20th century. Peter G. Beidler outlines how Louise Erdrich's plot for the novel was influenced by real-life events that happened in North Dakota in the late 1890s. As he explains, a white family, the Spicers, were murdered by a group of Native Americans. While the murderers were tried and sentenced to death for their crimes, the citizens of the town believed the three witnesses, also Native Americans, were guilty as well.Nine months after the trial, the citizens stormed the jailhouse where the men were being held, overpowered the guards, and proceeded to hang the three men in question.One of the men was a 19-year-old boy named Paul Holy Track, believed to be the direct influence for Erdrich's character, the thirteen-year-old Holy Track.

Review:

 

theguardian.com

Lara Feigel

Louise Erdrich's North Dakota has the hallucinogenic domesticity of Stanley Spencer's Cookham. In her 12 novels, she has returned again and again to the beloved and familiar landscape she grew up in, and the Native American reservation is lit up by her fevered imagination. This is a land where God and a liver-eating cannibal wrangle over the bodies of their prey and where young lovers melt into walls of doves.

 

The raucous and apocalyptic plague of birds of the title provides the background to Erdrich's bizarre and beautiful story. As the Catholics frighten away the doves with Hail Marys, the lovers Mooshum and Junesse come together in a meeting that later furnishes their granddaughter Evelina with proof that 'our family has maintained something of an historical reputation for deathless romantic encounters'.

 

Evelina's is the first voice we hear in a novel that is told through a Faulknerian motet. A modern young woman who reads Camus in French, she is none the less brought up on the fairy tales of her Native American ancestors. Her narrative begins with an account of her puberty in which the teenage blends with the mythical. We watch her hiding in shame at the jibes occasioned by the new braces on her teeth before lying in the bath bringing herself to accidental orgasm as she inscribes her beloved's name on her body with her finger a million times.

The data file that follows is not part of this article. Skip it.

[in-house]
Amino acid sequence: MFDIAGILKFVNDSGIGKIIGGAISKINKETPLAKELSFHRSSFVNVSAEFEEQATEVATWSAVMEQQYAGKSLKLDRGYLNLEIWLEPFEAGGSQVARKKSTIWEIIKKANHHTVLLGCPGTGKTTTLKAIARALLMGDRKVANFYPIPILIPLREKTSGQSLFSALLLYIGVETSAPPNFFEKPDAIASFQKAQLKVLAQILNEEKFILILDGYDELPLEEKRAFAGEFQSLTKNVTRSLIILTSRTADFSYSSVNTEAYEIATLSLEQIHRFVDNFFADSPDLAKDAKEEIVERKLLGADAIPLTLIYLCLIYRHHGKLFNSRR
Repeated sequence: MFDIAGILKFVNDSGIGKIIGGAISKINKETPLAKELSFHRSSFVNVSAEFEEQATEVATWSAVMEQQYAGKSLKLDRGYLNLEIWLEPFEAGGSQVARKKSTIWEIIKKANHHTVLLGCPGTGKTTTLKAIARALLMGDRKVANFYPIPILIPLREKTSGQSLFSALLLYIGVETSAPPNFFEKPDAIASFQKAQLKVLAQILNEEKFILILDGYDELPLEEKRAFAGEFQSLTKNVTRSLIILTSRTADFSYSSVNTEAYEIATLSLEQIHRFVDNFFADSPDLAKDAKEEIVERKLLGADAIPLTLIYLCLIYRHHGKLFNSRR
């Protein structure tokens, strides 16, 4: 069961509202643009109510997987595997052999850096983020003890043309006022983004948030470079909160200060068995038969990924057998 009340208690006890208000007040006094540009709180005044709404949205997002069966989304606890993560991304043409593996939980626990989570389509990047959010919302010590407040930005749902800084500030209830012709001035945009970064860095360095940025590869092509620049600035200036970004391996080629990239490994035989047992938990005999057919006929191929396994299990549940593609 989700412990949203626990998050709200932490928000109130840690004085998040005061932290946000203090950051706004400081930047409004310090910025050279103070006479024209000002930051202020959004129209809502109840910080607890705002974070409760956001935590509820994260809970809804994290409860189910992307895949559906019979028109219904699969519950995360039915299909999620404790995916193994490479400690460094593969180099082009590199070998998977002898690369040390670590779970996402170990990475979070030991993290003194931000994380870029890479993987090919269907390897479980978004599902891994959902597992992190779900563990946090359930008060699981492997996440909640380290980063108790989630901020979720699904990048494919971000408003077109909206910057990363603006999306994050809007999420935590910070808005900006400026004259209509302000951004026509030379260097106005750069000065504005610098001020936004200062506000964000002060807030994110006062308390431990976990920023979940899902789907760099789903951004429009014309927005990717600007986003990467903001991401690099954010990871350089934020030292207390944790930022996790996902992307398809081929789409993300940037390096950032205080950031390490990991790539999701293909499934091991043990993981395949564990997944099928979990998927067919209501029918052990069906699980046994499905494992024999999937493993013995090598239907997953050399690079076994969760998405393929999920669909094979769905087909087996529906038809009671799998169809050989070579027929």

This is a book that never lets us forget the sinewy, often tortuous rhythms of a culture that lives through words, passing on talismanic tales across the generations. At its heart is the dark story of the 1911 murder of a white family and the racist lynching of a group of Native American scapegoats, including Mooshum, whose escape from death troubles the consciences of his offspring. Erdrich weaves the politics of the encounter into a story that we come to understand layer by layer, with Evelina's own tale told in conjunction with the descendants of the lynchers and with the now elderly surviving baby of the murdered white family.

The multiple narrators emerge as tightly intertwined in both past and present. Cordelia, the surviving baby, has had a lifelong affair with the Judge, who is married to Evelina's aunt Geraldine and is herself now the constant companion of Evelina's great aunt Neve, whose husband John Wildstrand illegitimately fathered Corrin Pearce, whose name Evelina scrawls across her body. Luckily, the characters themselves are aware of their ludicrous emotional interbreeding and the Judge voices our thoughts when he admits that 'the entire reservation is rife with conflicting passions. We can't seem to keep our hands off one another'.

 

We are helped along by the book's quirky humour that comes through cameo characters who are too singular to be caricatures. A fine example is Billy Pearce, Corrin's uncle. Billy metamorphoses from an unwilling teenage gangster to a powerful stud who founds a new church and combines the might of God with the prowess of his untiring sexual energy. As he gains in power, he also gains in weight and for his young wife sex becomes a dangerous undertaking as she is tossed from side to side on top of her whale-like mate. She solves the problem by making him wear a sleeveless undershirt so that she can hold on to the shoulder straps like handles.

 

The detail of the shoulder straps is typical of a poetic vision that is as precise as it is surreal. This is not magic realism; it is so grounded in the detail of the everyday that we are barely aware that Erdrich is tugging at the seams of the realistically possible. The Plague of Doves confirms her reputation as a writer able to combine the apocalyptic with the mundane in a world whose inhabitants are set loose to roam the heavens in spirit but are ballasted always by their defiantly human bodies.